1. to detect cancers, with radioactive tracer attached to glucose derivatives, e.g. PET Scan tracer attached to FDG, an analog of glucose, 18F-2-fluoro-2-deoxy-d-glucose. After cancer cells take in the glucose analog, which is attached to the tracer, PET Scan can locate the site(s) and measure the size(s) of cancers. [16, 35]
2. to develop carbohydrate-based cancer vaccines. 
Can we do something about preventing cancers from happening to us in the first place? While we are still unsure of the real cause(s) for our ordinary cells to become cancer cells, we blame genes, inflammation, biochemical reactions, physical irritation, infections, environmental pollutants, fats, and many others for the initiation of cancer. Until recent years we had never suspected carbohydrates to be a possible cause. However, we do not have to become ‘carbophobic’. We just have to mindfully use carbohydrates.
While hoping more research projects will focus on the relationship between carbohydrates and cancer, several articles already exist that implicate carbohydrates in the development of various cancers.
Robert Su, Pharm.B., M.D.
Wish to invite Dr. Su to speak at your meeting, contact us at email@example.com
- Su RK, “Paleolithic Diets with Dag Viljen Poleszynski, PhD (Ep. 16).“ The Podcast. Carbohydrates Can Kill. September 29, 2010.
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- American Heart Association “Diet and Lifestyle Recommendations.” Learn and Live. Updated 21, May, 2010.
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- American Diabetes Association “ADA Comments on 2010 Dietary Guidelines.” Food Product Design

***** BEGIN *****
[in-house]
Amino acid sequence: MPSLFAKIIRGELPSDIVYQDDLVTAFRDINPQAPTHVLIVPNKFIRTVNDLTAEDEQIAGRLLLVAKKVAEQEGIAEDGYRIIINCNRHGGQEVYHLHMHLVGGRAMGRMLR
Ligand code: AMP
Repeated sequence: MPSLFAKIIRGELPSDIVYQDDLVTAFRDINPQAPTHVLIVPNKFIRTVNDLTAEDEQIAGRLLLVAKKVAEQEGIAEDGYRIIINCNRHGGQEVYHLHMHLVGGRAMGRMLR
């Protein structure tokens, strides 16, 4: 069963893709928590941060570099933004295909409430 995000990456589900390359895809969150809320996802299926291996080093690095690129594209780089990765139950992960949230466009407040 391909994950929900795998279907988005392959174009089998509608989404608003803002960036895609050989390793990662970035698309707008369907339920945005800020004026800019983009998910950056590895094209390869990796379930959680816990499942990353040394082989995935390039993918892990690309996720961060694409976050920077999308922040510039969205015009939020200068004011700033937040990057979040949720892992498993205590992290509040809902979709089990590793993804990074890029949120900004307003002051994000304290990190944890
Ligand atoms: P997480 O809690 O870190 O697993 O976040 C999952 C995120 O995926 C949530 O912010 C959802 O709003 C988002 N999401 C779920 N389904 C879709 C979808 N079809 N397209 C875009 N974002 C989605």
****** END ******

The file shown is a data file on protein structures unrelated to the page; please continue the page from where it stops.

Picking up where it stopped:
- “Ornish Diet.” Everydiet.
- Michael Roizen, M.D. & Mehmet Oz, M.D “Our Eat-Smart Diet Plan.” GoodHouseKeeping.
- Su RK. “The Dietary Guidelines 2010 Must Do No Harm Or Be Overhauled.” The Blog. Carbohydrates Can Kill. July 7, 2010.
- Su RK “Dietary Guidelines are against science (Part 1) with Professors Richard Feinman & Richard Wood (Ep. 18).” The Podcast. Carbohydrates Can Kill. October 13, 2010.
- Su RK “Pam Schoenfeld and Adele Hite : The 2010 USDA Food Pyramid Proposal Is Wrong (Ep. 19).” The Podcast. Carbohydrates Can Kill. October 20, 2010.
- Chao A. et al “Meat Consumption and Risk of Colorectal Cancer.” Journal of American Medical Association, (JAMA). Volume 293, Number 2, Pages 172-182. January 12, 2005.
- Jee SH et al. “Fasting serum glucose level and cancer risk in Korean men and women.” Journal of American Medical Association, (JAMA). Volume 293, Number 2, Pages 194-202. January 12, 2005.
- Su RK. “Carbohydrates Can Kill: Hyperglycemia is problematic but preventable by restricting carbohydrates.” The Blog. Carbohydrates Can Kill. August 16, 23, & 30, 2010.
- Lindholm P et al. “Influence of the Blood Glucose Concentration on FDG Uptake in Cancer—A PET Study.” The Journal of Nuclear Medicine. 1993;34:1
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- Su RK. “Blame Hyperglycemia, But Not Hyperinsulinemia For Inflammation.” The Blog. Carbohydrates Can Kill. June 9, 2010.